The apostrophe ( ’ or ' ) is a punctuation mark, used in the English language, as well as many others which make use of the Latin alphabet. Within English it serves two main functions, namely to mark the possessives of all nouns and pronouns, and to mark omissions and contractions.
Although the apostrophe is widely used within English, it is probably the least understood and most abused of all punctuation marks. There are, however, very clear and simple rules on its use, which if followed correctly, should result in flawless use of the apostrophe.
Use the apostrophe with contractions. The apostrophe always replaces the letter or letters which have been removed and is inserted at the point where the removed letters were. However, contractions should be avoided at all costs in formal writing.
do not = don't
you are = you're
they are = they're (NEVER their, or there)
he is = he's
The apostrophe can be used to indicate possession. For singular possession, the apostrophe is placed before the "s".
the ball of the dog = the dog's ball
the shoes belonging to Peter = Peter's shoes
the tie belonging to Mr. Smith = Mr. Smith's tie
However, when it comes to proper nouns that end in an "s" or a "z" sound, it is preferred, although not required, to have the second "s" added in possessive form.
the car belonging to Mr. Jones = Mr. Jones's car
the weather of Kansas = Kansas's weather
Use the apostrophe where the noun that should follow is implied. In this case, the apostrophe will not only indicate possession, but also the implied noun, which has been removed.
This was his father's, not his, book.
Used instead of saying "This was his father's book, not his book.
In cases of plural possession, the noun must always be made plural first. Then the apostrophe follows immediately after.
the cars belonging to two boys = two boys' cars
the awards belonging to two actresses = two actresses' awards
Once again, be careful when dealing with plural possession and proper nouns, especially those ending in an "s" or a "z" sound. The difference is shown below.
The house where Mr and Mrs Smith live = the Smiths' house,
The house where Mr and Mrs Jones live = the Joneses' house
Apostrophes are not to be used for the plural of a proper noun.
We visited the Smiths while on holiday. (Not Smith's or Smiths')
The Joneses own a cat and a dog. (Not Jones' or Joneses')
With a singular compound noun, possession is shown by adding 's at the end of the word.
the cat belonging to my mother-in-law = my mother-in-law's cat
When confronted with a plural compound noun, first form the plural and then use the apostrophe.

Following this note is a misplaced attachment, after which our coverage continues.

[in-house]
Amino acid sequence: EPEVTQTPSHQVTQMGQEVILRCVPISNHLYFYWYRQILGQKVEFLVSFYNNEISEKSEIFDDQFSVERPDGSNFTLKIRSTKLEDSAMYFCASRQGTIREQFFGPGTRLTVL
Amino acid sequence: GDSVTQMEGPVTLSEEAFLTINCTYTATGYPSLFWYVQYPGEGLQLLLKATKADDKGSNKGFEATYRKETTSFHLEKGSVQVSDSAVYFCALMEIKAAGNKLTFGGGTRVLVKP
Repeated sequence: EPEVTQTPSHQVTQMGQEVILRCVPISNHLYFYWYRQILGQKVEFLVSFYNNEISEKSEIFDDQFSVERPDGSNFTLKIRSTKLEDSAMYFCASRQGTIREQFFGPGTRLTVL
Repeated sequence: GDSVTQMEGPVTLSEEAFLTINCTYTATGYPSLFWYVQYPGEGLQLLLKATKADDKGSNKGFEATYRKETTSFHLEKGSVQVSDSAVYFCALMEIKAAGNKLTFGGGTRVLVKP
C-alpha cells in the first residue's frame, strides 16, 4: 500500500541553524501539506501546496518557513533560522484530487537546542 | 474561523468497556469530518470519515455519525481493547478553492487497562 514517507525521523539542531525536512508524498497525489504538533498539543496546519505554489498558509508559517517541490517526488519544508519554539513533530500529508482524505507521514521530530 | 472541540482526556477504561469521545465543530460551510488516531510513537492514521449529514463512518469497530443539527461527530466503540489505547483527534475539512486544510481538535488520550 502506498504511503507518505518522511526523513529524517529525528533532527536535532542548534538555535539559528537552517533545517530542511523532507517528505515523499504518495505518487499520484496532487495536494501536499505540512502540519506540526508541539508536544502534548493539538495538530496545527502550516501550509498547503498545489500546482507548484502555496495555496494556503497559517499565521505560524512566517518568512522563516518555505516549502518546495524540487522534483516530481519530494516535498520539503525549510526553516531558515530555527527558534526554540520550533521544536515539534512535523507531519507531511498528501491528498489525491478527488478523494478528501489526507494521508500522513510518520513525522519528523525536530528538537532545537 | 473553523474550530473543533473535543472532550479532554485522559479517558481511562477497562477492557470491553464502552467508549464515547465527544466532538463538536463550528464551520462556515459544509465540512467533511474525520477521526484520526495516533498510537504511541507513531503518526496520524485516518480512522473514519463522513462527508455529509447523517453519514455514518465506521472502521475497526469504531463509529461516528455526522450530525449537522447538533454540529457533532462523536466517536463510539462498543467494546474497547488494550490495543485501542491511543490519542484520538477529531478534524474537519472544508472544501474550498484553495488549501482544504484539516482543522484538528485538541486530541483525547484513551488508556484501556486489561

the golf clubs belonging to my two brothers-in-law = my brothers-in-law's golf clubs
When more than one person is being discussed, only use the apostrophe and s after the second name, if the people possess the same item.
Peter and Lucy's house is next door.
Peter's and Lucy's job applications were unsuccessful.
This is an extension of Rule 3 above. In this case, although both parties submitted job applications, they were not the same application, thus the double use of the apostrophe, rather than saying "Peter's application and Lucy's application". However, if they made a joint application, for example, for a bond, you could say "Peter and Lucy's bond application was successful."
Never use an apostrophe with the possessive pronouns: his, hers, its, theirs, ours, yours, whose, etc., as these already indicate possession and thus do not require an apostrophe.
This book is his, not hers.
The car is theirs.
The only time an apostrophe is used for "it's" is when it is a contraction for "it is" or "it has".
It is warm today = It's warm today
It has been a great pleasure talking to you = It's been a great pleasure talking to you
NEVER the dog chased it's tail.
The plurals for capital letters and numbers which are used as nouns are not formed with apostrophes.
She spoke to two Ph.Ds
She went to two Ph.D's offices. (In this case it is a plural possessive - the offices of the two Ph.Ds)
Alice learned her ABCs.
Dates are always written as the 2000s and not the 2000s. Likewise, the century can be dropped (and replaced with an apostrophe), but are still written as the '80s or the mid-'90s and not as the '90's or the mid-'70's
The exception to the rule is where the meaning would become unclear if apostrophes were not used.
Remember to cross your T's and dot your I's.
Without the apostrophe, "I's" could be read as "Is" and the sentence loses its (NOT it's!) meaning.
Use the possessive apostrophe in front of a verb gerund (a verb ending in "-ing").
Cindy's singing was very uplifting.
The exception to this, is if the gerund is preceded by a pronoun. In this case, the possessive pronoun (his, hers, theirs, etc.) is used with no apostrophe.
I appreciate your helping me with this problem.
His singing was very uplifting.
- Eats, Shoots and Leaves: The Zero Tolerance Approach to Punctuation; Truss, Lynne, 2003, Gotham Books